Precautions for MIM Manufacturing

Precautions for MIM Manufacturing

The mold for MIM has a large influence on the product dimensional capability during production. Once the component is ejected from the tool there remains little capability to adjust dimensions except with extra cost. MIM tooling looks similar to that used in plastic injection molding, although molds are oversized to account for the large sintering shrinkage. In most instances, the tool set consists of one to four cavities serviced by tool pieces that move in coordination with the opening, molding, and closing actions; such as slides and ejector pins.

 

Part, Tool, and process design are very important. In MIM there are additional concerns with the higher thermal conductivity and density of the feedstock. Metal particles make the binder much more thermally conductive when compared to plastics. Likewise, the metal particles increase the feedstock density significantly over typical plastics. Otherwise, MIM relies on similar principles for plastic molding.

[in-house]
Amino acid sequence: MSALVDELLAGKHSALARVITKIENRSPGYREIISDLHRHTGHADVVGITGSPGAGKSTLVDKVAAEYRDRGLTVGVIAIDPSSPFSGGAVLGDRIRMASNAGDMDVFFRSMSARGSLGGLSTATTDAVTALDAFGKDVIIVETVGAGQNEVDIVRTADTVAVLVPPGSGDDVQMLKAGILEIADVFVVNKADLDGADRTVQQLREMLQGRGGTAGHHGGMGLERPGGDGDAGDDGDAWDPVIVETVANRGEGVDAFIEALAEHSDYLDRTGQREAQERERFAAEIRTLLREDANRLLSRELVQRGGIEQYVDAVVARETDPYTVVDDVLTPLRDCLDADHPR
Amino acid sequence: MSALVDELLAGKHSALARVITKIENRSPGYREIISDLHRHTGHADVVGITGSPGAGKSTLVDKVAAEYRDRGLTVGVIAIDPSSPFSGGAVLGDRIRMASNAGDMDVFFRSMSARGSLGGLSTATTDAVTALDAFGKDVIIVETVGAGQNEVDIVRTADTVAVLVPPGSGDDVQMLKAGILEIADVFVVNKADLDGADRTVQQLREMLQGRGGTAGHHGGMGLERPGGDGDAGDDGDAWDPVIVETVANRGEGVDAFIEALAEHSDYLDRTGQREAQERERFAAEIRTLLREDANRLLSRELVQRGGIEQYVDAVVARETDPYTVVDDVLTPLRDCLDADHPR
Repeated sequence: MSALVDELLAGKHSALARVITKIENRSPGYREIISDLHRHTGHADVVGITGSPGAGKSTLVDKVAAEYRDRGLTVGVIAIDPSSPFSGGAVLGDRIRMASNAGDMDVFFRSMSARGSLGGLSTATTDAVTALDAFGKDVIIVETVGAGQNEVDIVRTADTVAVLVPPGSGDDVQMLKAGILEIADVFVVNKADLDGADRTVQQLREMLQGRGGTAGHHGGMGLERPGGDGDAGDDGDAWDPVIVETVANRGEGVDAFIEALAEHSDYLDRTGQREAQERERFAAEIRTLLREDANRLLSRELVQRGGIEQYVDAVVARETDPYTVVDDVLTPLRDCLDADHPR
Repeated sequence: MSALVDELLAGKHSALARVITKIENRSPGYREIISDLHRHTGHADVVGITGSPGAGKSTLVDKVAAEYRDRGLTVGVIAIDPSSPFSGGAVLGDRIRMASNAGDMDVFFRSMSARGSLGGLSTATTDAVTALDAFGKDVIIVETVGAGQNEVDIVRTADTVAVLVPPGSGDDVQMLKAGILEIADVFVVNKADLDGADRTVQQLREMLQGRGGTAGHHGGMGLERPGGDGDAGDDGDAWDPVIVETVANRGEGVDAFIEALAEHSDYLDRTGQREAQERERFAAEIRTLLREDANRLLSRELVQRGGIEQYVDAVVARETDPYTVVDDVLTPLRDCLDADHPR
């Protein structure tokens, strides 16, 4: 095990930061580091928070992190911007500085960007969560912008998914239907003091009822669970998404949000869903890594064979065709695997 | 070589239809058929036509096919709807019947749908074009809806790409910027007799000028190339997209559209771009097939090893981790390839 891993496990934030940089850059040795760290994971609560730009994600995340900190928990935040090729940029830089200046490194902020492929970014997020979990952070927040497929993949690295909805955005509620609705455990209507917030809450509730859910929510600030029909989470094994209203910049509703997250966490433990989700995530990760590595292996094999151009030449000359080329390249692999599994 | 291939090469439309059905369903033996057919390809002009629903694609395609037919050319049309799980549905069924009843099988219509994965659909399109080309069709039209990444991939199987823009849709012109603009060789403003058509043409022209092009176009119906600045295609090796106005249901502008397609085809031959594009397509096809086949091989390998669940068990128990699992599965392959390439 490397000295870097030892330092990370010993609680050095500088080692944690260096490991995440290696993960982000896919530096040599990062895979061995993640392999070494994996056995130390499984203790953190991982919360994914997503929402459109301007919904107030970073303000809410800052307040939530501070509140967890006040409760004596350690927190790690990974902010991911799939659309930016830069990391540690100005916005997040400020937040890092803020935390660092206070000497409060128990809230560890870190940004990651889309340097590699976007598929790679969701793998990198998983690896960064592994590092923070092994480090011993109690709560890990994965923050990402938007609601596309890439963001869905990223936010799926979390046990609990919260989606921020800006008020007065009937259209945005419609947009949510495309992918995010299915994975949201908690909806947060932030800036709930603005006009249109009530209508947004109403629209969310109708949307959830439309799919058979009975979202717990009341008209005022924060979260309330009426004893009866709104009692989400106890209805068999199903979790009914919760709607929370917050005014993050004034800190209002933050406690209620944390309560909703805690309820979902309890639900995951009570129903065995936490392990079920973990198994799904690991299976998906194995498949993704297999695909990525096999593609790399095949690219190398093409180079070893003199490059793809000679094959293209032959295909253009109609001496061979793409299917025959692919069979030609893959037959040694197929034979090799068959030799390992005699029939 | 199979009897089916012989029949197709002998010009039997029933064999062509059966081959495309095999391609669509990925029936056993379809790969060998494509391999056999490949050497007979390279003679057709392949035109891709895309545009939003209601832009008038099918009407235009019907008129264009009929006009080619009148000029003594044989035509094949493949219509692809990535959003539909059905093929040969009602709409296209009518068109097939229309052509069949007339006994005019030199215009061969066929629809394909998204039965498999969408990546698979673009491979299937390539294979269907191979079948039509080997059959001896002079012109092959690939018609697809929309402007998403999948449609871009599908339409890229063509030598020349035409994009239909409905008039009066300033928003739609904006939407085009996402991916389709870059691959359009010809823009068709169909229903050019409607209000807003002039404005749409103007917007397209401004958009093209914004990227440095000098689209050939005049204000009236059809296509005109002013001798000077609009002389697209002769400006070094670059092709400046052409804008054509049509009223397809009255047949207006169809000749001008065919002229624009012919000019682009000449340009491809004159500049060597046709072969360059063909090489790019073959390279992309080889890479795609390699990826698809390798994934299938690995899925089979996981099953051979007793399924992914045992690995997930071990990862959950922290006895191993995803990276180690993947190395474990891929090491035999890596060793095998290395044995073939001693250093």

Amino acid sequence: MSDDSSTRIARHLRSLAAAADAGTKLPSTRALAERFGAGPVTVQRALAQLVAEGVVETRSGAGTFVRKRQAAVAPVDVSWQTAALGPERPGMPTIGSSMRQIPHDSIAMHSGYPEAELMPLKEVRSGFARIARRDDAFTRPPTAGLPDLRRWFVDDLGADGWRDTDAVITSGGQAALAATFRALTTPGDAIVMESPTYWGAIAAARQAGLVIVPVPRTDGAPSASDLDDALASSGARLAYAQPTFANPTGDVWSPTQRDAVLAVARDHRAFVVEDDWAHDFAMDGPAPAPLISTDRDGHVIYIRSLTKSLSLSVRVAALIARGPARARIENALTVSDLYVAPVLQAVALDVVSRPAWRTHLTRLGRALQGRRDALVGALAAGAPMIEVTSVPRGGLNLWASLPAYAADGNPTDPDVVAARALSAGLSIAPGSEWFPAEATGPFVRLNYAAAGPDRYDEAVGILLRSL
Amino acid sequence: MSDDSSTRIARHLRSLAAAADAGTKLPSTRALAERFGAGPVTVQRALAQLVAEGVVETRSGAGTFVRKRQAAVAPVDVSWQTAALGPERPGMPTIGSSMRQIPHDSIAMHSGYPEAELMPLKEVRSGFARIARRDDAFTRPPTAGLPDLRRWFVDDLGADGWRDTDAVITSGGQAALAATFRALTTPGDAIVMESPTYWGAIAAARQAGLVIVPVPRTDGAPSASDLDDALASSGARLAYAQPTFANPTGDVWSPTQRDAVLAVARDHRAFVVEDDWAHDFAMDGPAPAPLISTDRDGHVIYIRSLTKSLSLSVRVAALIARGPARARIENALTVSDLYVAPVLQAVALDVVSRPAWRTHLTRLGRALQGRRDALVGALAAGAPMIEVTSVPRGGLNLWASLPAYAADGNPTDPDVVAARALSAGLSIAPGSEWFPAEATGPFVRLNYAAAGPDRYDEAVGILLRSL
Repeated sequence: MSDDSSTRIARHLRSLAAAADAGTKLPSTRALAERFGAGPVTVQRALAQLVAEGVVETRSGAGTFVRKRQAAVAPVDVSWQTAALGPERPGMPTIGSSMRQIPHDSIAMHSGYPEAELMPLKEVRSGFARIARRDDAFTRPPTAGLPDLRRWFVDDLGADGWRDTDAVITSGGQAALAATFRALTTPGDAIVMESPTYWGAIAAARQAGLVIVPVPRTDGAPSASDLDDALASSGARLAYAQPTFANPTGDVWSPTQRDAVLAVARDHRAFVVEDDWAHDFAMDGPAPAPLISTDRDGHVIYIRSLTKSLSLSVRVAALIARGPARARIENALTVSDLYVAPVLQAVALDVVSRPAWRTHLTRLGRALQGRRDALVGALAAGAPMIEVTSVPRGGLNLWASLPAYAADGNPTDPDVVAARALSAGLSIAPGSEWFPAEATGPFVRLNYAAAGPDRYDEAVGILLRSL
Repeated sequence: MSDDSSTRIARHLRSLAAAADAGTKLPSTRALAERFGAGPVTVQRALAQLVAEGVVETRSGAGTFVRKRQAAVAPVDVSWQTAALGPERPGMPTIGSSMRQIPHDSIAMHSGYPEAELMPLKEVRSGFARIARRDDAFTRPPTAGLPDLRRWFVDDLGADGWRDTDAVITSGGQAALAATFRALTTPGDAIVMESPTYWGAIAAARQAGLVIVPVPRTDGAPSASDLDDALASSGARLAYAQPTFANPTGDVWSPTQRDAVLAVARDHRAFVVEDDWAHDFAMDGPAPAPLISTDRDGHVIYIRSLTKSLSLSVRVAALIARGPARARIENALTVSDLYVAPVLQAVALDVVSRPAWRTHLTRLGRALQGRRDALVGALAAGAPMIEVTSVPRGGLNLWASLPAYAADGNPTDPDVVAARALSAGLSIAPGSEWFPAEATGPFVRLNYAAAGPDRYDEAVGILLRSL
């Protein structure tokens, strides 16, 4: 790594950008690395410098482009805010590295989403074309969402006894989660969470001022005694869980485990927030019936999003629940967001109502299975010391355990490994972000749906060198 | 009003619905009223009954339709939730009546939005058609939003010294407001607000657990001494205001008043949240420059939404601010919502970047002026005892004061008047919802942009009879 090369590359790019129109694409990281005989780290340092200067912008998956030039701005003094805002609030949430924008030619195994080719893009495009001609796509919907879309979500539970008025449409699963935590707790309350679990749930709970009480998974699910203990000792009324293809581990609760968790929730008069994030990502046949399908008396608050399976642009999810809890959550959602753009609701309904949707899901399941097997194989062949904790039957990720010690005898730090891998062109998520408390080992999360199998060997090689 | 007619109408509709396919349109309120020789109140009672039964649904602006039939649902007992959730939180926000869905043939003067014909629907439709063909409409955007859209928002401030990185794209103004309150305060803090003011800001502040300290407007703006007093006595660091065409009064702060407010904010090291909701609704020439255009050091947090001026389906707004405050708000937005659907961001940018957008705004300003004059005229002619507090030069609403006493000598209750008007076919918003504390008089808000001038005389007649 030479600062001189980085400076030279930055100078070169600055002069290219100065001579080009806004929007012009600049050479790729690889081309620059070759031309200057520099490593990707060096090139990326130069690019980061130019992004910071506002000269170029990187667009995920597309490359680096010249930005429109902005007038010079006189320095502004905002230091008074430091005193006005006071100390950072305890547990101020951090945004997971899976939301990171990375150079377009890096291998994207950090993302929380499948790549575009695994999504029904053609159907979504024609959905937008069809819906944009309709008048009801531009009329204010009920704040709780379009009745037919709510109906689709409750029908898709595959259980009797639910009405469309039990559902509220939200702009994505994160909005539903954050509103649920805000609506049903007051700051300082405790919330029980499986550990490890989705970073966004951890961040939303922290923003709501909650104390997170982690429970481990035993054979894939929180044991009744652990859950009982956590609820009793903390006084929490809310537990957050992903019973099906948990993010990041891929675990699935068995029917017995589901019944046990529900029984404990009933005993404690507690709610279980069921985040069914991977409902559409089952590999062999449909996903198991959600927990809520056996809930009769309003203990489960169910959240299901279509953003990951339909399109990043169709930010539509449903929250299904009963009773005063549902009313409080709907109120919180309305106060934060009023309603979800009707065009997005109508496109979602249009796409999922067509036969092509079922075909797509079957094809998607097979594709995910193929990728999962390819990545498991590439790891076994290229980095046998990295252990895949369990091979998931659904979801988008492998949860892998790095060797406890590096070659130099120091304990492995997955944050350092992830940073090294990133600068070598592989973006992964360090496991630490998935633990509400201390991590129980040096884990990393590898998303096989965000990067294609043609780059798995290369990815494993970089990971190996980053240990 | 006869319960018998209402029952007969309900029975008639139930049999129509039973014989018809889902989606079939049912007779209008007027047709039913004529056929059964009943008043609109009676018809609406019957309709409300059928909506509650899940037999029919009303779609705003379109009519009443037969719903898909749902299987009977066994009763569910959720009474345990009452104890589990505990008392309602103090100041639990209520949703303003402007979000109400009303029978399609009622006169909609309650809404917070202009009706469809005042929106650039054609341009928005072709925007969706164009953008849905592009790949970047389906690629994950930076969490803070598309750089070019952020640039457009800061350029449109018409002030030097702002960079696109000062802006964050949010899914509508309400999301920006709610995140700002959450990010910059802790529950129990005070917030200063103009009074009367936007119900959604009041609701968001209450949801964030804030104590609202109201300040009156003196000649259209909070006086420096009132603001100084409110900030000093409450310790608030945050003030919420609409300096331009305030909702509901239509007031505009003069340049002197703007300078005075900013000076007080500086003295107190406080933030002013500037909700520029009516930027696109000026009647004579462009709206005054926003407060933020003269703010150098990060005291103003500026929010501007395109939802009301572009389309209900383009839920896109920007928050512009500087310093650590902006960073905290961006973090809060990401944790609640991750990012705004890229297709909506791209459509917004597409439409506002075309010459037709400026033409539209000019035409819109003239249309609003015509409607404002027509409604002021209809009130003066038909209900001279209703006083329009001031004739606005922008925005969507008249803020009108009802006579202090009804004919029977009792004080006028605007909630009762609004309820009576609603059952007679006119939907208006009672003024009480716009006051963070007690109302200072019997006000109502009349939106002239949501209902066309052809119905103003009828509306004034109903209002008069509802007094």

Precautions for MIM Manufacturing

Blemishes from Tooling

A successful MIM part design allows for locating the parting line, ejector pin marks, witness lines, and gate in non-critical areas. Often the gate is located on a parting line, so these two blemishes go hand-in-hand. Parting lines can be placed along component edges to reduce visibility. Sometimes features within the mold set are inserted to allow changes, replacement, interchangeability, and servicing. These inserted components will leave witness lines where they blend into the parent part surface.

Early in the design process, the designer needs to consider placement of these blemishes in areas where they will not detract from the function or aesthetics. Alternatively, the gate can be removed by grinding or polishing after molding, but prior to de-binding and sintering, since the material is easily removed then.

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